China Blames U.S. Federal Reserve for Market Crisis


You might think, as many investors do, that a loss of confidence in Beijing caused the Chinese market rout, but Beijing thinks you’ll find the real culprits along the banks of the Potomac.

According to central bank official Yao Yudong, it was the U.S. Federal Reserve’s monetary policies—specifically, the prospect of an impending rate hike—that caused turmoil in the global markets this week.

“Mr. Yao went further to ask FED to push back its rate hike plan, in order provide more time for the fragile markets to prepare,” writes the EconoTimes.

“In spite of showing calm, insiders say recent turmoil in financial markets have spooked Chinese officials over its devaluing of Yuan. So they are more likely to keep tight grip on Yuan in the near term,” the report continues.  “According to officials, with devaluation, larger outflow from Chinese economy has baffled policymakers, which has further increased with rise in financial turmoil.”

The Economistwhich is sticking with the catchy “Great Fall of China” name for the crisis, adds some weight to the theory that some of Monday’s panic was the result of automated trading systems processing dire inputs, instead of human traders stampeding, but says those inputs remain troubling even as the markets regain equilibrium heading into the weekend:

Rich-world markets have regained some of their poise. But three fears remain: that China’s economy is in deep trouble; that emerging markets are vulnerable to a full-blown crisis; and that the long rally in rich-world markets is over. Some aspects of these worries are overplayed and others are misplaced. Even so, this week’s panic contains the unnerving message that the malaise in the world economy is real.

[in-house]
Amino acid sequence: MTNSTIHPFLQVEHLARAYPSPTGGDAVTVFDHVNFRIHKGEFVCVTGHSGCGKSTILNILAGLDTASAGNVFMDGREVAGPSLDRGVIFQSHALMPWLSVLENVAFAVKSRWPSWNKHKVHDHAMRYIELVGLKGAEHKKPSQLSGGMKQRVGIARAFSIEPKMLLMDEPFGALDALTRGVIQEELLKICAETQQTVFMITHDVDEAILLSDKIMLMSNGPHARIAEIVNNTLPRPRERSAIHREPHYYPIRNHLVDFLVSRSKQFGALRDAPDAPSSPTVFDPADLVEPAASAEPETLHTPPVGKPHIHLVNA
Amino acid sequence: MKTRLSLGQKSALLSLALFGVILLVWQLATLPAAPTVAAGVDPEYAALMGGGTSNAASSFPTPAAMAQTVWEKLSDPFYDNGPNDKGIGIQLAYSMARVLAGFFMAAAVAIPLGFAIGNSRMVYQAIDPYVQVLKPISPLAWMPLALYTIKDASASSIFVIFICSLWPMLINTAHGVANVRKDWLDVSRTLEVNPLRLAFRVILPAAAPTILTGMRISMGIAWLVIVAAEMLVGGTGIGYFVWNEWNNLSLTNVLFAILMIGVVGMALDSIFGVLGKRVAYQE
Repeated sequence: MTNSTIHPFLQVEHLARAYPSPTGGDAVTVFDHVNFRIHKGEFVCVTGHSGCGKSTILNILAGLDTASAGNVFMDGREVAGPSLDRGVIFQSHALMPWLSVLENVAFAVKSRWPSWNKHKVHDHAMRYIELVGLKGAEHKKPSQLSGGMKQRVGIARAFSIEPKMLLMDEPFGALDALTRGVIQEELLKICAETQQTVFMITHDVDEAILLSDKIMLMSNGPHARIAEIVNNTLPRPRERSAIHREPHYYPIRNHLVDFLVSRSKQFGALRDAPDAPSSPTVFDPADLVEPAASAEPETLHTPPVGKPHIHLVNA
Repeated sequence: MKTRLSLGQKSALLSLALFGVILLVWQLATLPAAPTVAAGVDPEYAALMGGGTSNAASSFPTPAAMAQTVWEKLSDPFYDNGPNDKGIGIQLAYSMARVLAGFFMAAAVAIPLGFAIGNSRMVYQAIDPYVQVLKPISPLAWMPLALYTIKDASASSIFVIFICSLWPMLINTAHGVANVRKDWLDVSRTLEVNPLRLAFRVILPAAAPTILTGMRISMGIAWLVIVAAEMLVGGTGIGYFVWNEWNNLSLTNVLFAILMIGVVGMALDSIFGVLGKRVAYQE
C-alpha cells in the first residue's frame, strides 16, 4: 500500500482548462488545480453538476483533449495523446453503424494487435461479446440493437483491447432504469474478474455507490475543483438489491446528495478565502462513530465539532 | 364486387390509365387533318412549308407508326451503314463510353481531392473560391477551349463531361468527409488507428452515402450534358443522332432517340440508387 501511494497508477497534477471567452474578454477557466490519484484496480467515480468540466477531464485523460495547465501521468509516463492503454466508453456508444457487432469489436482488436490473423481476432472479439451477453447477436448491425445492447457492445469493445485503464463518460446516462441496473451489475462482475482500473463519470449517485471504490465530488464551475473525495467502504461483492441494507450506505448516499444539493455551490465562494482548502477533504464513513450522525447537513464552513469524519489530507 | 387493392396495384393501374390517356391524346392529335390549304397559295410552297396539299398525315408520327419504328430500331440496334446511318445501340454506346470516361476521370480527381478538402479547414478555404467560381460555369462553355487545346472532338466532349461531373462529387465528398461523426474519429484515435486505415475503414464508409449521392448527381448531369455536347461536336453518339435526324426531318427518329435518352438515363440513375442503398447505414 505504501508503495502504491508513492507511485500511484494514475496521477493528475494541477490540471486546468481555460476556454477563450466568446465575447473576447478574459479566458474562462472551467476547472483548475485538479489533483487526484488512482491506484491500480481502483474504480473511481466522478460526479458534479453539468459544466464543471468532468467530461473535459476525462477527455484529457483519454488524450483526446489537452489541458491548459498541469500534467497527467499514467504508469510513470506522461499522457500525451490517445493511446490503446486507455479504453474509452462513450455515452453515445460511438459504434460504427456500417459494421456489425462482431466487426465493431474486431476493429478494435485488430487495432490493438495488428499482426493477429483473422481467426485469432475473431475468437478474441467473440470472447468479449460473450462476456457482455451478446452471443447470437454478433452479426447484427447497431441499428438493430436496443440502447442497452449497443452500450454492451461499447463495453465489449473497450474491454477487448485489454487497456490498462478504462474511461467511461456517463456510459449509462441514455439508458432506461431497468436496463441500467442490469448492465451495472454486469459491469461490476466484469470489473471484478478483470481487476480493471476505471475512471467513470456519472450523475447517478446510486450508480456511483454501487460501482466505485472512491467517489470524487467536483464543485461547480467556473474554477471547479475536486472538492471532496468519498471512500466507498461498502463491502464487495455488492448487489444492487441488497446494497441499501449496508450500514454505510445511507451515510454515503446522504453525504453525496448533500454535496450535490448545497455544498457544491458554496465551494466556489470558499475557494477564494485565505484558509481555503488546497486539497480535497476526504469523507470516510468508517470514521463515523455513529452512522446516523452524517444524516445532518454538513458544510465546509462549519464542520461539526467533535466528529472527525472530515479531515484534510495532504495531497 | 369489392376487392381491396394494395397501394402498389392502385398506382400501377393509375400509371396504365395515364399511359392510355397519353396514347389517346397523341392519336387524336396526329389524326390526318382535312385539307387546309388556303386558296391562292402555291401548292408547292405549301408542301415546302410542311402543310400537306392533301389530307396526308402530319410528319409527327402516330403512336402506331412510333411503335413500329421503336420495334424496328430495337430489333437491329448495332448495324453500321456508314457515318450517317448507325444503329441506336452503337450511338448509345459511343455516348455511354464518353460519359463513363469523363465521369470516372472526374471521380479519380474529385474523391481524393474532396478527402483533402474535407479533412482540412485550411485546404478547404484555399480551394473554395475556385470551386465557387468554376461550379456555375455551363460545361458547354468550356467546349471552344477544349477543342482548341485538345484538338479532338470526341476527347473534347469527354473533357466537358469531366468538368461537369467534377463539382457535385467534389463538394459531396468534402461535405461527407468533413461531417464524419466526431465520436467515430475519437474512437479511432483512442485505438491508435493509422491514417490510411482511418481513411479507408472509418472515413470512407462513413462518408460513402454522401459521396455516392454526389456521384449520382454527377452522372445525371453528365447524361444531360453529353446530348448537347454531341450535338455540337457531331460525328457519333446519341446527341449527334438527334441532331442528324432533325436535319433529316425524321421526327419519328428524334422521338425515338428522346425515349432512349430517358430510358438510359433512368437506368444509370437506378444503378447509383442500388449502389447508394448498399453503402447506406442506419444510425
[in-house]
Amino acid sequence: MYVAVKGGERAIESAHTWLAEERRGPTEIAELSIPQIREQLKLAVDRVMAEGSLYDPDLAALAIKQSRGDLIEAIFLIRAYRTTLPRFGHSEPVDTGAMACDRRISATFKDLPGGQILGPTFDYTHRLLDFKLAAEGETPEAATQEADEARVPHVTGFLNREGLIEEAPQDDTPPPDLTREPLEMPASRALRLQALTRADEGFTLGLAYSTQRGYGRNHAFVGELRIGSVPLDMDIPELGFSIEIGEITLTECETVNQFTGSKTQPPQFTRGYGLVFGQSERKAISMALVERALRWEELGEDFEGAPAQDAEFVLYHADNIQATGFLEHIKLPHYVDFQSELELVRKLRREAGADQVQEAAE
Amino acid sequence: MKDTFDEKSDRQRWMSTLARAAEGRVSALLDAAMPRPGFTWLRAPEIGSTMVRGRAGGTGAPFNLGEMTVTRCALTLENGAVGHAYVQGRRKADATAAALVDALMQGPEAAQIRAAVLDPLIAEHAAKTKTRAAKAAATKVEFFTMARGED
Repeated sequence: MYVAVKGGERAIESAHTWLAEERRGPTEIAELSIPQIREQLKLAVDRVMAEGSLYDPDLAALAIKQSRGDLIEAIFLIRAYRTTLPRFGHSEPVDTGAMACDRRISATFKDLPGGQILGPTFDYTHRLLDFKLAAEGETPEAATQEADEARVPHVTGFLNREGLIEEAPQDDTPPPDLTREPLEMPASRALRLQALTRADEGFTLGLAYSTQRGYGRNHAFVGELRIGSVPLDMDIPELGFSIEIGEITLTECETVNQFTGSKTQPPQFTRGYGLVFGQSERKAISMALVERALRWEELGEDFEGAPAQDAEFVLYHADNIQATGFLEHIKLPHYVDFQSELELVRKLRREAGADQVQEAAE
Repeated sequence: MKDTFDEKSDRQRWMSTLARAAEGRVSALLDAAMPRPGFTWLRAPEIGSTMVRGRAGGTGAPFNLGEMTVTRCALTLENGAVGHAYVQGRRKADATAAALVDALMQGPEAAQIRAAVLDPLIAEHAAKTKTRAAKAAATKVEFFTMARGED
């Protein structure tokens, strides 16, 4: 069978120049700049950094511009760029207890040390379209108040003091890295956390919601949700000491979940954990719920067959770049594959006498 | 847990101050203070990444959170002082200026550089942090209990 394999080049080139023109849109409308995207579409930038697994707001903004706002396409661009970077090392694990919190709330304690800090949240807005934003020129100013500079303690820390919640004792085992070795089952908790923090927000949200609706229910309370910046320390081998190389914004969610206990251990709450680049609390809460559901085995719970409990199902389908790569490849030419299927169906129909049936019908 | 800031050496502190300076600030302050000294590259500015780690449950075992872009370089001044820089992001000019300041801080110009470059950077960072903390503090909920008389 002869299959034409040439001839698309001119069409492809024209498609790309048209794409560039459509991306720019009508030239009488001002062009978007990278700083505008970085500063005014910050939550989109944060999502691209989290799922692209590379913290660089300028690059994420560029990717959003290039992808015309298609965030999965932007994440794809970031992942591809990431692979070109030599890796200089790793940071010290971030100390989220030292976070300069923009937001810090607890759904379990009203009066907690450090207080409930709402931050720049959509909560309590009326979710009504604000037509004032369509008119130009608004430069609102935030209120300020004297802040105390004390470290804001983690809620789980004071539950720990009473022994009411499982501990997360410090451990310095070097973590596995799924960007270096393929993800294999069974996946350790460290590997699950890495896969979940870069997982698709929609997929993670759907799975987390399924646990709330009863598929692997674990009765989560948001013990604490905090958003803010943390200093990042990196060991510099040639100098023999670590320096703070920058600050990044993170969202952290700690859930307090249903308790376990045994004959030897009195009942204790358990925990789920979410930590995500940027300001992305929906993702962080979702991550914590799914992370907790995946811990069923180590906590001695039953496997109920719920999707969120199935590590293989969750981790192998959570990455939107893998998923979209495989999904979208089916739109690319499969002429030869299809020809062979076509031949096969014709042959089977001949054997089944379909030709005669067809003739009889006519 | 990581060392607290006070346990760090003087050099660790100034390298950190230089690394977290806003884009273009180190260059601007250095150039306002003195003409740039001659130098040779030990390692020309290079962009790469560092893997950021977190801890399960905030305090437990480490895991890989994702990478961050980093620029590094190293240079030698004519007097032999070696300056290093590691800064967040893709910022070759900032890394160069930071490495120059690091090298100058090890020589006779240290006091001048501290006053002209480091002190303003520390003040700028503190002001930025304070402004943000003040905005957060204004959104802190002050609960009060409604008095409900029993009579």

Contrary to the claims from China’s central bank, the Economist says China is “the source of the contagion.”

Around $5 trillion has been wiped off global equity markets since the yuan devalued earlier this month. That shift, allied to a string of bad economic numbers and a botched official attempt to halt the slide in Chinese bourses, has fuelled fears that the world’s second-largest economy is heading for a hard landing. Exports have been falling. The stockmarket has lost more than 40% since peaking in June, a bigger drop than the dotcom bust.

Yet the doomsters go too far. The property market is far more important to China’s economy than the equity market is. Property fuels up to a quarter of GDP and its value underpins the banking system; in the past few months prices and transactions have both been healthier. China’s future lies with its shoppers, not its exporters, and services, incomes and consumption are resilient. If the worst happens, the central bank has plenty of room to loosen policy. After a cut in interest rates this week, the one-year rate still stands at 4.6%. The economy is slowing, but even 5% growth this year, the low end of reasonable estimates, would add more to world output than the 14% expansion China posted in 2007.

“China is not in crisis,” the Economist concludes. “However, its ability to evolve smoothly from a command to a market economy is in question as never before.” Which sounds like a crisis, actually, especially since it’s increasingly clear so much of the authoritarian regime’s reputation for competent economic stewardship was based on manipulated data. Also, if continued growth is expected, the point at which even fancifully-reported central planning can no longer deliver it is approaching. And if that growth is not forthcoming, China’s emerging-market resource vendors in the Third World are in big trouble.

The BBC has some further thoughts about how China’s authoritarians are more interested in finding scapegoats and banishing facts inconvenient to their “preordained script” than learning from a crisis and adjusting policy accordingly. In fact, even discussing the situation has gotten some people investigated and jailed.


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